Study Design and Participants

The National Health and Nutrition Examination Survey (NHANES) is an ongoing survey conducted by the National Center for Health Statistics, a major section of the Centers for Disease Control and Prevention. NHANES evaluates a representative sample of noninstitutionalized U.S. civilians, selected by a complex, multistage probability design. All procedures for data collection were approved by the National Center for Health Statistics ethics review board, and all participants provided written informed consent prior to data collection.

Data from the 1999–2008 NHANES were employed. Data from participants in these cycles were linked to death certificate data from the National Death Index (NDI) via a probabilistic algorithm (8). As described elsewhere (8), potential NDI matches were based on various combinations of matching identifiers, including, for example, social security number, first name, last name, and date of birth. Person-months of follow-up were calculated from the date of the interview until the date of death or censoring on 31 December 2011, whichever came first.

Participants were considered to have diabetes if they answered “yes” to the question, “Other than during pregnancy, have you ever been told by a doctor or health professional that you have diabetes or sugar diabetes?” The present study included 1,412 older adults (≥60 years of age) with diabetes and 5,872 older adults without diabetes.

Social Support Network Size

Participants ≥60 years of age were eligible for the social support assessment. Regarding size of social network, NHANES participants were asked, “In general, how many close friends do you have?” Participants were classified as having zero (referent), one to two, three to four, five, or 6 or more close friends.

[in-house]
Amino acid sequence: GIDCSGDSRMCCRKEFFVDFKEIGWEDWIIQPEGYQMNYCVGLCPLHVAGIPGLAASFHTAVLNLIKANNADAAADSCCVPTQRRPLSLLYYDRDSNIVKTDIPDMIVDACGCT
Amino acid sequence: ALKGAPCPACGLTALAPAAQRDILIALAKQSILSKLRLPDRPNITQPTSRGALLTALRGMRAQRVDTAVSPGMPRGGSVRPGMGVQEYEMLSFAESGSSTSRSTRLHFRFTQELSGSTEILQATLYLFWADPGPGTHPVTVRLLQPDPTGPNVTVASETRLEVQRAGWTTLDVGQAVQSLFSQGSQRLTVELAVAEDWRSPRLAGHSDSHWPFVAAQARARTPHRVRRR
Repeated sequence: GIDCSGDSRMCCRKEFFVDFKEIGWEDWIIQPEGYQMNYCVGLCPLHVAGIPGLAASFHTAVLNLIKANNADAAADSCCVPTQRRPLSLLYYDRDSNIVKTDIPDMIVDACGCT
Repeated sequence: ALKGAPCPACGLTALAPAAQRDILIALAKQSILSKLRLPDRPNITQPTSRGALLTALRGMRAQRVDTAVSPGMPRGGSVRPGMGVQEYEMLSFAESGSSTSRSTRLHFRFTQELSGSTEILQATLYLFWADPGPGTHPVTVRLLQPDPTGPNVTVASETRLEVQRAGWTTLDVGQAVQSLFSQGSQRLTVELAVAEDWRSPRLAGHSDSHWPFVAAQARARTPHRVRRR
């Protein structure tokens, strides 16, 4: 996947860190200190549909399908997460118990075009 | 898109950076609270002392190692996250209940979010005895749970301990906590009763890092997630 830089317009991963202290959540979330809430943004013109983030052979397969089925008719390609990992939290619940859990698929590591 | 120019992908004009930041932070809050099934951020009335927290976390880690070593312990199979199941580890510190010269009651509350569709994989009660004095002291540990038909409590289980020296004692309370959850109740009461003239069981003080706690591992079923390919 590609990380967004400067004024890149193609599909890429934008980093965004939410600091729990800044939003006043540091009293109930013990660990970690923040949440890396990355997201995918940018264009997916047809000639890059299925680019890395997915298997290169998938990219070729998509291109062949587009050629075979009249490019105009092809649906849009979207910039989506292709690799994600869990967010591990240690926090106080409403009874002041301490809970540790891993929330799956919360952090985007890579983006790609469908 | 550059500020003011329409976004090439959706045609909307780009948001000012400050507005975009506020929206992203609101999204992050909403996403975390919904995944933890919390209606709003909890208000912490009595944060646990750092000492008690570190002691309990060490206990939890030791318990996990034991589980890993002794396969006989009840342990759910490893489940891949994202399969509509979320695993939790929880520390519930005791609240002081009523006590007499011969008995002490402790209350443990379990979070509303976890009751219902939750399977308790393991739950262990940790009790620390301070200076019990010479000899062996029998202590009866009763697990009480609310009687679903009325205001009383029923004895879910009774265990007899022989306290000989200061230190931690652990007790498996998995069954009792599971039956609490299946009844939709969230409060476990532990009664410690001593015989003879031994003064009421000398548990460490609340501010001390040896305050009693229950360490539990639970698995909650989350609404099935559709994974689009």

Statistical Analyses

All statistical analyses were performed with Stata version 12.0 (StataCorp, College Station, Tex.) and accounted for the complex survey design used in NHANES by using survey sample weights, clustering, and primary sampling units (data analyzed in 2016). Weighted multivariable Cox proportional hazard models were used to examine the association between social support network size (0 close friends as referent) and all-cause mortality. Schoenfeld’s residuals were used to verify the proportional hazards assumption. Statistical significance was established as P <0.05.

Two Cox proportional hazard models were computed, one among those with diabetes and the other among those without diabetes. In both models, and in alignment with other work (5), covariates included age, sex, race/ethnicity, measured BMI, total cholesterol, self-reported engagement in moderate-to-vigorous physical activity in the past month, self-reported smoking status, heart disease, stroke, cancer, and physician-diagnosed hypertension. We also considered other covariates, such as marital status, but results were unchanged with their inclusion.

Table 1 displays the weighted characteristics of the study variables, stratified by diabetes status. Participants with and without diabetes were similar regarding mean age, sex proportions, race/ethnicity proportions, cancer history, and smoking status. However, those with diabetes had a higher BMI, were less physically active, and had a higher prevalence of hypertension and heart disease.

TABLE 1.

Characteristics of the Sample Stratified by Diabetes Status

With Diabetes (n = 1,412)Without Diabetes (n = 5,872)
Age, mean (SD), years 70.2 (0.2) 70.2 (0.1) 
Age range, years 60–85 60–85 
BMI, mean (SD), kg/m2 31.1 (0.2) 28.0 (0.1) 
Total cholesterol, mean (SD), mg/dL 185.0 (1.7) 207.0 (0.7)